College of Science & Engineering
The primary goal of this project is the reconstruction of sky-projected density distribution within clusters of galaxies. Most of the mass is composed of dark matter whose distribution cannot be seen directly, so has to be inferred. The inference is done using gravitationally lensed background sources like galaxies. Currently, a typical rich cluster has about 30-100 lensed images. Because this number is relatively small compared to the spatial detail needed for adequate mapping of the clusters, the problem of cluster mass reconstruction is very under-constrained. There are several methods in use that do mass reconstruction, each with its own assumptions and priors. This group's method is based on a genetic algorithm, called GRALE, which is a free-form, adaptive grid method that uses a genetic algorithm to iteratively refine the mass map solution. It efficiently explores the model space, does not get stuck in local minima, and explores the range of mass uncertainties quite differently from other existing methods. The reconstructed maps are very accurate, but the computation time is large, and only possible on supercomputers.
Given maps of reconstructed mass distribution with accompanying uncertainties, they can be used for two main purposes. One is to discover and examine the very first generation of galaxies that formed in the universe. The light travel time to them is nearly the age of the universe, making them faint and difficult to observe. Most of these are so faint that existing and future telescopes are not adequate. To solve the problem astronomers use "nature's telescopes," clusters of galaxies that act as gravitational lenses to amplify distant sources, by typical factors of between 10 and 50. However, these "telescopes" have very uneven "optics," i.e. mass distributions, hence the need for accurate mass reconstruction. The second purpose was as stated above, to map out the mass distribution in clusters with the goal of constraining particle properties of dark matter.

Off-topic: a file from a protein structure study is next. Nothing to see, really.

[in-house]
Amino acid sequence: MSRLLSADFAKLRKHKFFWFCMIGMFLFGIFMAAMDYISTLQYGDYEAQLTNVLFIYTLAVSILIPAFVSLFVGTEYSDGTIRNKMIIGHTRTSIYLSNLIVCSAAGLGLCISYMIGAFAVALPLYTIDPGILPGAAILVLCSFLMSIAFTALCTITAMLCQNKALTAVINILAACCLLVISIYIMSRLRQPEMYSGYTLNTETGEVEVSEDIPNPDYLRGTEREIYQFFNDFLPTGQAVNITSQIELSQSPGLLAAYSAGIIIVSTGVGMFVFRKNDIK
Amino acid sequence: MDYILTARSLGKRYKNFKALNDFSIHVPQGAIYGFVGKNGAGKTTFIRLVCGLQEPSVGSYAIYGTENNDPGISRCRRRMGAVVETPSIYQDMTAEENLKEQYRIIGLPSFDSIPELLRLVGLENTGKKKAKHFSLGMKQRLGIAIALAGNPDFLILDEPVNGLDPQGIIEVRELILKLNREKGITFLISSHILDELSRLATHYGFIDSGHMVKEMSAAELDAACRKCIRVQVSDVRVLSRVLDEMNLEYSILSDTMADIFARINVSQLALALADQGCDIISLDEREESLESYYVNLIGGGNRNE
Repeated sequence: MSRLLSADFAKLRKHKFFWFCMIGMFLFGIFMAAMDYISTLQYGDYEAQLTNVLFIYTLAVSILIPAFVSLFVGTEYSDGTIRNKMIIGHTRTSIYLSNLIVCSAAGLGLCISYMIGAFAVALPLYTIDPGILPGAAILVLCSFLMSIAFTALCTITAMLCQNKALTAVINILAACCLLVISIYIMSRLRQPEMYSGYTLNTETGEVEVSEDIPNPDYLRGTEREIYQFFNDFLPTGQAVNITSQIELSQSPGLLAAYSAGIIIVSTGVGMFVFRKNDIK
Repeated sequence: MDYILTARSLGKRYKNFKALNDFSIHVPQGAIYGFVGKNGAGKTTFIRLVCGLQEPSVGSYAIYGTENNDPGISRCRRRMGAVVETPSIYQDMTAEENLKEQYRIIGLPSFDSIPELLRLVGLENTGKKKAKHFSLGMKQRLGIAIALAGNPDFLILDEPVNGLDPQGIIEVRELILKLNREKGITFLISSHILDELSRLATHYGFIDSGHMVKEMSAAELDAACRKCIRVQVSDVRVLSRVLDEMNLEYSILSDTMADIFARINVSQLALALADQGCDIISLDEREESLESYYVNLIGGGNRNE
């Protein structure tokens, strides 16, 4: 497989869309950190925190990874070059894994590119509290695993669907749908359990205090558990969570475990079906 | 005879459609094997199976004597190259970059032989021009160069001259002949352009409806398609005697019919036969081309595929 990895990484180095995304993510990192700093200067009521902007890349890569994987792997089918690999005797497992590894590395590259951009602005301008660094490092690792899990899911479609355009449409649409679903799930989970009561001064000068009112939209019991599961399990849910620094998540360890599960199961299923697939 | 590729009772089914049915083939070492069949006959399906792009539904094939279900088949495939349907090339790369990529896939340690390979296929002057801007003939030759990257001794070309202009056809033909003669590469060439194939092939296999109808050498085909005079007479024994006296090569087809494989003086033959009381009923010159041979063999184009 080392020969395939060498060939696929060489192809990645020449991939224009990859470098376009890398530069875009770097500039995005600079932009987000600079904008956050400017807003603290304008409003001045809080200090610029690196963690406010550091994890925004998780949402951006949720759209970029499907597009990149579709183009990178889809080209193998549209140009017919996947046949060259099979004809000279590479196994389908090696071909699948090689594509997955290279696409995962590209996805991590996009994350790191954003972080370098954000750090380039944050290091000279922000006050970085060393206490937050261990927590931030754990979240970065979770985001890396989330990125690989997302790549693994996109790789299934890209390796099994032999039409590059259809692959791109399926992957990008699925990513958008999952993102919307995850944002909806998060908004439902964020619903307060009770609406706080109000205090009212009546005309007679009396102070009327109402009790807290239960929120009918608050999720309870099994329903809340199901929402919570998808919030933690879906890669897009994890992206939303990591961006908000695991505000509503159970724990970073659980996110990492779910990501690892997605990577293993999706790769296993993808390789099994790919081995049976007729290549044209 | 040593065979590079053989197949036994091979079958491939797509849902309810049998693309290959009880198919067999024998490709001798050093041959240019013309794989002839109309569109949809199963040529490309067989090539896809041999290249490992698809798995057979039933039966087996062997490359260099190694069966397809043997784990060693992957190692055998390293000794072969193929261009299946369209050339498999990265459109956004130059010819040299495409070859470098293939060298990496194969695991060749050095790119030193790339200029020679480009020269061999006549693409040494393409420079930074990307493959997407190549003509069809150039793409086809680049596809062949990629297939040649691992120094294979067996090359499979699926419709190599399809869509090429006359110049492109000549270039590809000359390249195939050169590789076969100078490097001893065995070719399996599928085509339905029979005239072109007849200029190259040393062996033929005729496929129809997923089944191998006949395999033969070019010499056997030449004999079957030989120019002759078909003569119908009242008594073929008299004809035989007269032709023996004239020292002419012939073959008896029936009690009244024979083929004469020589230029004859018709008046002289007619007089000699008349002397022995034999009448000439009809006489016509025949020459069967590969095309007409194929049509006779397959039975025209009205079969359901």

This research was featured on the MSI website in July 2015: Investigations of Dark Matter.